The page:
For many who live outside the Federal capital, Abuja is a paradise of sorts. Some people, I’m sure, imagine her streets lined with gold and her houses floating mid-air. Am I the right person to scorn them? I really don’t think so. Reason? Some ten months back, I was a strong member of that school of thought.
I had spent all my life roaming the south. My childhood was filled with memories of the hustle and bustle of Lagos, though, sparsely interrupted by infrequent visits to other states within the same region. And so it was sweet relief when I learnt of my posting to the capital for my youth service. That was one moment of ecstasy I had experienced in my life. I packed my things, without even saying my goodbyes and headed straight for camp.
We spent long hours making the trip, and with each hour that flew past, the itching to see the fastest growing capital in the world became more severe. I swallowed lumps of saliva every time I visualised it through my mind’s eye.
Finally, after hours of tension building up, I saw a dirty signpost that read WELCOME TO GWAGWALADA. I couldn’t believe my eyes. There were so many people cramped into a small space. Hawkers peddled their products; traders displayed their wares indiscriminately, vehicles honked viciously as we all struggled for space on the thin stretch of road. We got stuck for a minute on a small bridge that had a putrefying odour emanating from underneath, and I started to think we hadn’t arrived yet; that my mind was only pulling a fast one on me. I just couldn’t digest the fact that we were here afterall. Even the once notorious Oshodi was heaven when compared to this place.That evening, I strolled into the orientation camp with dashed expectations. The Soldiers at the gate tried to impress us with commando-like displays but even that wasn’t enough to up my morale.
Soon, I learnt about the many shanty towns surrounding the centre itself. I still remember with nostalgia how many of us (fresh corpers back then) spent time binding and losing so that we wouldn’t be posted to remote areas like kwali, kuje and worse of all, Abaji. I learnt about the natives of the land (the Gwari people) who bore their burdens on their shoulders because they thought their heads already bore too many troubles. I visited the slums in Kado, Zuba and Gwagwa-karimo. Mararaba and Nyanya, both boundary towns that formed part of the neighbouring Nasarawa state, also had their ghettos. The pile of dirt they held could compete favourably the streetlights and paved highways of the city centre. Decrepit structures dotted their surroundings to create such a devastating effect.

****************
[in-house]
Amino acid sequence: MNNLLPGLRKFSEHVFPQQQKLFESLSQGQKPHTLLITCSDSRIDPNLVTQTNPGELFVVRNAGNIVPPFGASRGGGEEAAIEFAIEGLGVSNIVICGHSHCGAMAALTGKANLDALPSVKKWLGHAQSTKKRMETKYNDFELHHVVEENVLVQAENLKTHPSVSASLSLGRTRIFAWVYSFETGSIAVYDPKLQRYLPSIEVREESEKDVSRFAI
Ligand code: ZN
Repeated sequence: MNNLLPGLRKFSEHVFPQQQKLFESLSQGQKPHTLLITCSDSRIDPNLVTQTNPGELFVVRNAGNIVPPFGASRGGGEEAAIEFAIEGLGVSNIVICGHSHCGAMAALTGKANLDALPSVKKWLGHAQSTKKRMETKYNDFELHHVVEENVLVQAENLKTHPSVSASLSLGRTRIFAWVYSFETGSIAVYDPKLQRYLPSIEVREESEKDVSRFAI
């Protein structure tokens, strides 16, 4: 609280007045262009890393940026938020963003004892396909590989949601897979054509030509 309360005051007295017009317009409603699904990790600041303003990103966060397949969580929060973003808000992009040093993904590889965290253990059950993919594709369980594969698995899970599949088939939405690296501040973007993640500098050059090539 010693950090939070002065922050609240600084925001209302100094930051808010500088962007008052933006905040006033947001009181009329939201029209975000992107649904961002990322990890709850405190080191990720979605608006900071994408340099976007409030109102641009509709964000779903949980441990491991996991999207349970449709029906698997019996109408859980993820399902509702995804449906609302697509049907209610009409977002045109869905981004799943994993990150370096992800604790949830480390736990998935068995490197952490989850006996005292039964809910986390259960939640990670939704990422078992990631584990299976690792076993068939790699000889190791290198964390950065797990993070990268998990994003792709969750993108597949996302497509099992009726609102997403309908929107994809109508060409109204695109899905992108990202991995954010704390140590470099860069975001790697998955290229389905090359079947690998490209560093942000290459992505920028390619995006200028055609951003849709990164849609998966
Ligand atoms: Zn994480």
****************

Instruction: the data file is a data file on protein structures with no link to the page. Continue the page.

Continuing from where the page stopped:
Even the Aso villa didn’t impress me much when I visited. It was nothing like the magnificent sight you’d see on television. My breath didn’t cease. My pulse remained normal. I was not impressed by the white walls, or by the fact that it was the seat of power. The hours I exhausted lounging at exquisite spots couldn’t make up for the minutes I spent taking in sights of those clustered shacks people called a place of abode. They lived there happily, even when without the basic amenities of life. To cap it all, you would find people who lived in these sorry parts bragging to their folks back in the village or elsewhere as if they were the occupants of Aso rock itself.
Many people living in the centre also learn to live within tight spaces. Space is a luxury so many people can’t afford there. For instance, you would drive past a block of flat and find so many satellite dishes hovering above. Then on further enquiry, you could find that 3-bedroom flat housing up to six families; that they shared the rooms among themselves with several partitions to spell out each person’s territory. That way, they’d be able to cope with the exorbitant sums landlords charged as rent.
Looking back now, I think the experience has been worthwhile. At least, now I know Abuja is really not that absolutely amazing beauty I thought it was. I’d rather choose to describe it as a beautiful capital with too many ugly parts.